Michelle Yu is the CEO & Founder of Josie, an 8-week coaching program designed to equip and prepare women for their transition into working motherhood. She is also a mom of two children, ages 4 and 2.
Alright — tell us your childcare situation.
My son is in Pre-K4 at a local public charter school here in Washington, D.C. My daughter attends a Bright Horizons Day Care in Maryland at my husband’s employer (yay for companies with onsite childcare!)
What keeps your plate full these days?
I currently hold 3 jobs: Founder & CEO of my startup, Josie, Mother to my two children, and Chief Strategy & Operations Officer of my household (I just came up with the title of that last one, and kind of like it. Might undersell what I actually do though).
Among the 3, my role at Josie is the one keeping my plate the most full these days! It’s my baby, my third child, a passion project that is tremendously motivating, intense, and fulfilling. It’s my current “unicorn space” for the Eve Rodsky fans.
Do you work because you need to, want to, or some combination of both?
Both. My career is a big part of my identity, and it gives me a sense of purpose. I’m also an extrovert, and love working with teams. It’s incredibly energizing for me.
At the same time, I have financial responsibilities and take that very seriously. I credit my parents for teaching me the importance of financial stability and ownership. My career has allowed me to set and achieve goals here
What does your day-to-day look like? Walk us through your typical day.
Oh boy, there certainly is no “typical” day! But here’s how I’d generally break it down:
- 7AM wake up (6:45AM if my daughter has decided to climb into bed with me in the middle of the night)
- 7 – 8:30AM, get kiddos ready and drive my son and 3 kiddos in our carpool to school
- 8:30 – 9AM, make coffee and listen to The Daily podcast by New York Times. Wednesday’s it’s “Idea to Startup” by Tacklebox (amazing pod for entrepreneurs!) Also I do some tidying around the house – I need a clean space to focus!
- 9AM – 5PM, I’m hyper focused on my startup. I make every effort to keep this uninterrupted. I split my time between 4 major categories of activity: Product Strategy, Marketing, Employer Strategy, and “Team Love” (1:1 conversations with team members to align on priorities, show gratitude, and make space for 2-way mentoring opportunities).
- 5 – 6PM, carpool pickup. If it’s not my day for carpool duty, I’ll start dinner prep.
- 6 – 7PM, uninterrupted dinner time with family.
- 7 – 7:15PM, either I do clean up and hubby starts kid play time or vice versa.
- 7 – 8PM, evening play time – making forts / tents, playing “floor is lava,” role playing me or dad as monster, etc. Almost always involves the couch getting completely dis-assembled.
- 8 – 9PM, baths, books, and bedtime
- 9 – 11PM, back online to work, sometimes with a sheet mask and ice cream
- 11 – 11:30, Netflix, read, sleep.
How does being a working mom impact your kids — either positively or negatively?
I believe there are tremendous positive impacts on my kids. The “working mothers study” out of Harvard Business School is a great one – they found a host of benefits – particularly for daughters – of being in a household with a working mother, including higher performance at work, higher earned income, and possessing more positions of power. For sons with working mothers, they spent twice as much time on family care and household duties compared to those without.
The only negative I’ll call out is my ability to be fully present while with them. Because I love my career, I find myself constantly checking my phone, email, or social media to see who’s interacting with Josie. I’m working on it!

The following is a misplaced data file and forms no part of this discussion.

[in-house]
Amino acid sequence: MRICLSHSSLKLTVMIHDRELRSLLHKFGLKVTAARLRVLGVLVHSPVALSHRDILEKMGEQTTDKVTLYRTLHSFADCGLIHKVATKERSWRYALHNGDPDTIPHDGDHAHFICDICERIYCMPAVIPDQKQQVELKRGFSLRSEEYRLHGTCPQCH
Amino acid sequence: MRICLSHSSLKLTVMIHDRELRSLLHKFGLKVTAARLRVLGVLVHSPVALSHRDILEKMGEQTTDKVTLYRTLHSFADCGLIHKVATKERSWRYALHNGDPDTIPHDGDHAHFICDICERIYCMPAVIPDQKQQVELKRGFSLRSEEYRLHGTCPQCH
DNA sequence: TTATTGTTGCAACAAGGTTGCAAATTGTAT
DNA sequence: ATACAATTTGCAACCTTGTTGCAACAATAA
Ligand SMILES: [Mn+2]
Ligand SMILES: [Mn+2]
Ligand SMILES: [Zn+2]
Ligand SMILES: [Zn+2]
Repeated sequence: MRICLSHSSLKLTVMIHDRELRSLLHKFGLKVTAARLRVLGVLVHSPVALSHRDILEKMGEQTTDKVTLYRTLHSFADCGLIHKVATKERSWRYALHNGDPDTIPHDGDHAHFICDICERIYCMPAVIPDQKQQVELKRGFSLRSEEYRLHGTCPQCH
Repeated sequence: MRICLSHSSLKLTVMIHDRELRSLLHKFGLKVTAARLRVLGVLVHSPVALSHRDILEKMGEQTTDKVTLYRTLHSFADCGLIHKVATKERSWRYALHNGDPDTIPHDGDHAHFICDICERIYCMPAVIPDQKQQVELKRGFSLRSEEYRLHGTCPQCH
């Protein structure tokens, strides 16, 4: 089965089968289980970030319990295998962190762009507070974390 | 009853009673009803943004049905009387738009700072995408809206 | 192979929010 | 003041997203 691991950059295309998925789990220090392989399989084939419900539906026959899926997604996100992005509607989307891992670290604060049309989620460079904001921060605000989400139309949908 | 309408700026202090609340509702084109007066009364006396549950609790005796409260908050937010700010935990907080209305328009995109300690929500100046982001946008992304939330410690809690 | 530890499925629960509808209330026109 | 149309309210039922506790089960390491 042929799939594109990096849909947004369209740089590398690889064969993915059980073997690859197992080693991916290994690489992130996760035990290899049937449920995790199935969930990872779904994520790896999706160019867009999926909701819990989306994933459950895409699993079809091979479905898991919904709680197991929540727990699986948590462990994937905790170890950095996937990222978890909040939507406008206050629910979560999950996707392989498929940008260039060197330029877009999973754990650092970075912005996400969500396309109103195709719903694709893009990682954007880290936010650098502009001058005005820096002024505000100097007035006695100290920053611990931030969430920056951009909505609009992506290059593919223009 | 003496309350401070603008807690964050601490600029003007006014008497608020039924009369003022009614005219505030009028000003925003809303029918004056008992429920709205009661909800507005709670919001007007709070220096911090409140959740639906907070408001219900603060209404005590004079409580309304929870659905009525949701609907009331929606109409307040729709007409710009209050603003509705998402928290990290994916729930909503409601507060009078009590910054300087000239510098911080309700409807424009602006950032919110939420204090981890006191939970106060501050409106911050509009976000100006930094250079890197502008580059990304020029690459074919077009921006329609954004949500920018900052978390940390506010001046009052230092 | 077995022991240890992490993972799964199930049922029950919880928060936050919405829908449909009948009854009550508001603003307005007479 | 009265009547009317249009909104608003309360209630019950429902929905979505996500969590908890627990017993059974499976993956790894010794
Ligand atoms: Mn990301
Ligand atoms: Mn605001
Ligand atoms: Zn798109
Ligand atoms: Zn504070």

What holds the biggest tension in trying to manage everything?
Great question. In this specific season of my life, I would say it’s becoming an entrepreneur / CEO vs. everything else. It’s all-consuming in many ways, and that means tradeoffs when it comes to time for kids (yeah, that birthday party just isn’t’ going to have a theme), my relationship with my own parents (they aren’t thrilled I left the corporate job), and my health (I am stress eating a lot more these days. Klondike ice cream sandwiches and sea-salt potato chips are my go-to). But it’s a tension I was prepared for and am okay with.
What’s one resource that would make your life easier?
Okay, in the spirit of shameless and unapologetic self-promotion, it’s the Josie coaching program! In all seriousness, I went through the program myself, and it has been life changing. It’s not a mom hack, or a book, or an awesome babysitter – though those are of course, tremendous resources. But it’s about working with someone to create a vision, set goals, and develop skills that you carry with you forever. It’s about level-setting your expectations, learning emotional and mental management, and instilling habits of intentionality.
We are currently offering our coaching program through employers – if you think your employer would be interested in partnering with us, please reach out to me at firstname.lastname@example.org. We are offering an amazing discount right now and an opportunity to be in a press release with us in October!
How would you encourage other working moms who are overwhelmed and in the thick of it?
“You are doing the best you can, with what you have, in this moment. And that is enough.” It’s a Josie mantra. Give yourself grace.
Any last words about working motherhood?
You’ve got one life. Make it uniquely yours, not one that you think it should be based on external factors. If it means right now you want that work/life blend to be 80/20, or 20/80, there is no “right” way. Only the way that serves you best in the moment. And remember it can always change!
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